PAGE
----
Front cover of ‘In Colour’
by Ed Biggs
It’s been nearly seven years since The xx became one of the last word-of-mouth success stories in pop, their self-titled debut album capturing the hearts and minds of the public with its exploration of space, both physical and musical. While the group’s singers Oliver Sim and Romy Madley-Croft often stole the limelight with their intimate lyrical back-and-forths, the real secret to their brilliance was Jamie Smith (aka. Jamie xx)’s brutally economical production. Two albums into their lifespan and tens of thousands of miles on the road later, we get a first solo album, believed to be constructed from unused ideas lying around on his trusty laptop that he’s taken everywhere and used to document the evolution of his ideas.
But In Colour is not some specialist musical cul-de-sac for elitist hipsters, though its techniques and outlook is up-to-the-minute. Jamie xx presents an accessible, all-encompassing vision for the future of credible British dance music (out of the neon clutches of the EDM machine). The album is the best of both worlds – not only is the minimalist aesthetic immediately familiar to a fan of The xx, but the style is also distinctively his own, seeing him indulge his passion for obscurantism and crate-digging and then fusing it to his vast knowledge of the past twenty-five years of British dance music, with its kaleidoscope of sub-genres. In this way, In Colour simultaneously makes reference to his influences but points to the future.
The key to its success is Jamie xx’s use of the sampler. The very best artists use it as a weapon, deploying it at the memory centres of the brain, by taking a dated musical sample and causing associative memory triggers (even if that memory is merely received, and not actually your own). By fading these obscure samples in and out of the mix and transposing them on to a wide range of home-made beats and breaks that reference everything from dubstep and minimalist techno to house and jungle, Jamie xx is able to make deeply emotional music, instrumental soundscapes that tap in to the egalitarian founding principles of rave all those years ago, of the dancefloor as social leveller, free from the tyrannies of fashion or elitism.
But all the high-minded theorising can’t accurately describe what takes place on record, which is a constant joy to behold. Opener ‘Gosh’ uses a vocal sample from a never-broadcast outtake for a BBC Radio 1 session by DJ Ron & MC Strings, and sets it to a basic, rigid, constantly body-jacking rhythm, making what is unmistakably a chillout track despite its faintly junglist leanings. Smith’s xx bandmates contribute to three songs. Romy’s sampled vocal snippets hang spectrally over ‘SeeSaw’, a track stuffed with innovative breaks, but she has a more physical presence on the amazing ‘Loud Places’, a song displaying the same emotional vulnerability as The xx’s finest moments (“I go to loud places / to search for someone / to be quiet with”) as the beats tip slightly off-balance at the end of each chorus figure. Oliver’s contributions to ‘Stranger In A Room’ are much nearer his band’s cinematic, unintrusive sound.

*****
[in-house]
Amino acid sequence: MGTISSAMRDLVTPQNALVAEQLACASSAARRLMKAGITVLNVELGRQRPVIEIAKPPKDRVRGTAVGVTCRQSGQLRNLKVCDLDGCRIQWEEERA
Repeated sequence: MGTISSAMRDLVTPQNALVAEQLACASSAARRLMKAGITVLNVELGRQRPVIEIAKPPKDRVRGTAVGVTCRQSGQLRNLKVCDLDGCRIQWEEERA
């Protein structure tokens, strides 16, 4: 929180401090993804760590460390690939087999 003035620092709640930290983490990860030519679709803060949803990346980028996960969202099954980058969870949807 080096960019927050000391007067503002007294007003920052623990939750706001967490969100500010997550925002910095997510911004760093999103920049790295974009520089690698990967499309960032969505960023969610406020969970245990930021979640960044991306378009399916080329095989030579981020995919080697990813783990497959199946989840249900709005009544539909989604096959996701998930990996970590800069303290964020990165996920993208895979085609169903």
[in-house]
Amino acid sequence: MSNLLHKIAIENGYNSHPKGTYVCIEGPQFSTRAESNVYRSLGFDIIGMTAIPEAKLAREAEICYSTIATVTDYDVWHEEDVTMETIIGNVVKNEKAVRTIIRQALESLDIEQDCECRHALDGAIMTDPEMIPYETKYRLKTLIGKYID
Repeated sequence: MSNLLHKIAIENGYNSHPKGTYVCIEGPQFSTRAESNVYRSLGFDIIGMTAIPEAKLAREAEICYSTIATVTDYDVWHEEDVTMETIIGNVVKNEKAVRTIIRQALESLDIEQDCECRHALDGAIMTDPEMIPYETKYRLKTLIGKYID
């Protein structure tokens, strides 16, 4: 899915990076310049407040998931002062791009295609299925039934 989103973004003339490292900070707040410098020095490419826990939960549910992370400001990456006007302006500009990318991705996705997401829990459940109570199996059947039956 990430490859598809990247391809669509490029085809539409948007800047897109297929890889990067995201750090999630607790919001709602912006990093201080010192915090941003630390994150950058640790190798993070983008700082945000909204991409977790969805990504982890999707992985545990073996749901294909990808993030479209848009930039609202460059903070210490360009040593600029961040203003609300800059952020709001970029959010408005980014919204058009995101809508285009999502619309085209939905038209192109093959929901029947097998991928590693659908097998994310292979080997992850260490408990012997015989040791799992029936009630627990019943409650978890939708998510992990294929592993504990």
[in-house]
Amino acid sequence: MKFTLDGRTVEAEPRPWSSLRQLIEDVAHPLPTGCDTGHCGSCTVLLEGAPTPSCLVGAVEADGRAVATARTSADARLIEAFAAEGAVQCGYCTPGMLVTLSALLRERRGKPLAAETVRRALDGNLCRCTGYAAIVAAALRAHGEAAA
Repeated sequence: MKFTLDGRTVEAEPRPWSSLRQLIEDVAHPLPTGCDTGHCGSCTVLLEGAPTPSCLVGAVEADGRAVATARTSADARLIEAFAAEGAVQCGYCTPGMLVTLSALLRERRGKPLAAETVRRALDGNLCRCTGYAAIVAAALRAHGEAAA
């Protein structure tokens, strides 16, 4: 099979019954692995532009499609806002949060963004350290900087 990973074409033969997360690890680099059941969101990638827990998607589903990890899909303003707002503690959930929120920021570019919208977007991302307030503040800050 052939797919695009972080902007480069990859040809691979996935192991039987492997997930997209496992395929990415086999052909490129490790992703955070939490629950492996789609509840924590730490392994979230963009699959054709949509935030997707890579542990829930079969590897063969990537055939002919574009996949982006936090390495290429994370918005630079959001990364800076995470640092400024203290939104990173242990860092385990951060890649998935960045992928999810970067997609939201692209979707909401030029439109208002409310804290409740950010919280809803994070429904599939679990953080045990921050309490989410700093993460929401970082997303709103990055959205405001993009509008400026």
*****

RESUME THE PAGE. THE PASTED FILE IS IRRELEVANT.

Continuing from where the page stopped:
Elsewhere, the steel drums of the ‘Far Nearer’ EP make a return on the gently pulsating ‘Obvs’, with Jamie xx recently acknowledging his soft spot for the instrument, capable of conveying paradise and sadness at the same time. The glacial piano figure that hangs over ‘The Rest Is Noise’ is juxtaposed pleasantly with a busy, industrious rhythm, and the result is intoxicating, like the soundtrack to some never-seen documentary. There’s also a clutch of radio-friendly moments to strike out any notion of In Colour being some highfalutin navel-gazer’s record. The most obvious of these are the dancehall / reggae chops of ‘I Know There’s Gonna Be (Good Times)’ which features the sing-song lyrical stylings of Young Thug. ‘Sleep Sound’ takes the Four Freshmen’s ‘It’s A Blue World’ and manipulates it subtly over a shapeshifting dreamscape of a rhythm.
The over-riding impression you get is of Jamie xx as master craftsman, painstakingly revising, tweaking and perfecting these tracks over years, during which time he’s accumulated more and more experience and perspective on dance music. As ever, his gift is one of economy. Absolutely nothing is present on In Colour that doesn’t need to be there, but there’s also nothing you’d even want to add. You’re compelled to revisit it over and over, in much the same way as your lungs are compelled to inhale and exhale. In Colour is as essential as oxygen, and arguably the most enthralling British underground dance record in half a decade. In time, it will surely come to be viewed alongside Untrue, Rounds and Music Has The Right To Children as an enduring classic. (9/10)
Listen to In Colour here!
Tags: album, Ed Biggs, In Colour, Jamie Smith, Jamie xx, Oliver Sim, review, Romy Madley Croft, The xx
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